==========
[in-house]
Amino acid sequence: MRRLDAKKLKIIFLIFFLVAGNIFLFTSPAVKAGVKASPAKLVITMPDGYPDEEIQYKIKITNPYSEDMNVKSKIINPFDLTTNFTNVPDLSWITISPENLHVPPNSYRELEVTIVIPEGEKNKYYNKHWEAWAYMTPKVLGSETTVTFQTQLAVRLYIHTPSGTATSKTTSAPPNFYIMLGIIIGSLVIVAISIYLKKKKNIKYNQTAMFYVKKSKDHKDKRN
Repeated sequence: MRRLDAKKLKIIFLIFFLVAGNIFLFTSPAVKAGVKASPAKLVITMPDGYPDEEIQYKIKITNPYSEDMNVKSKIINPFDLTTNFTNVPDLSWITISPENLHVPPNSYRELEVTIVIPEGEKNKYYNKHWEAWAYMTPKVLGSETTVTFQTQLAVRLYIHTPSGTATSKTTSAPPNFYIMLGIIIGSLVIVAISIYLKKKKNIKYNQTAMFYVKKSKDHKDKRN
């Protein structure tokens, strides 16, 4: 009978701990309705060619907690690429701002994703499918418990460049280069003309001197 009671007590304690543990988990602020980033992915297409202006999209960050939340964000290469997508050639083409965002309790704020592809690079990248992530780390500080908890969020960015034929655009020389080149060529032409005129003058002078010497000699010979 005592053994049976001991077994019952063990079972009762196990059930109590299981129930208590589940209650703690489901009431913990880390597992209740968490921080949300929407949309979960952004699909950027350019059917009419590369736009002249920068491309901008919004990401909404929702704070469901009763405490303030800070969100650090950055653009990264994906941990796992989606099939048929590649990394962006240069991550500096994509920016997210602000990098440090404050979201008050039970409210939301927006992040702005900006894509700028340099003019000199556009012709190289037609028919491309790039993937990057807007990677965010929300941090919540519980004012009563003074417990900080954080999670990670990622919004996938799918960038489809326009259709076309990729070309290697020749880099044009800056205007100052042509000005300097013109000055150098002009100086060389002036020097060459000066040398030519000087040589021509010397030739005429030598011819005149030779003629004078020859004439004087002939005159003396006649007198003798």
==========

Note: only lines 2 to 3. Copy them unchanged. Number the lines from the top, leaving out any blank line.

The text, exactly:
Amino acid sequence: MRRLDAKKLKIIFLIFFLVAGNIFLFTSPAVKAGVKASPAKLVITMPDGYPDEEIQYKIKITNPYSEDMNVKSKIINPFDLTTNFTNVPDLSWITISPENLHVPPNSYRELEVTIVIPEGEKNKYYNKHWEAWAYMTPKVLGSETTVTFQTQLAVRLYIHTPSGTATSKTTSAPPNFYIMLGIIIGSLVIVAISIYLKKKKNIKYNQTAMFYVKKSKDHKDKRN
Repeated sequence: MRRLDAKKLKIIFLIFFLVAGNIFLFTSPAVKAGVKASPAKLVITMPDGYPDEEIQYKIKITNPYSEDMNVKSKIINPFDLTTNFTNVPDLSWITISPENLHVPPNSYRELEVTIVIPEGEKNKYYNKHWEAWAYMTPKVLGSETTVTFQTQLAVRLYIHTPSGTATSKTTSAPPNFYIMLGIIIGSLVIVAISIYLKKKKNIKYNQTAMFYVKKSKDHKDKRN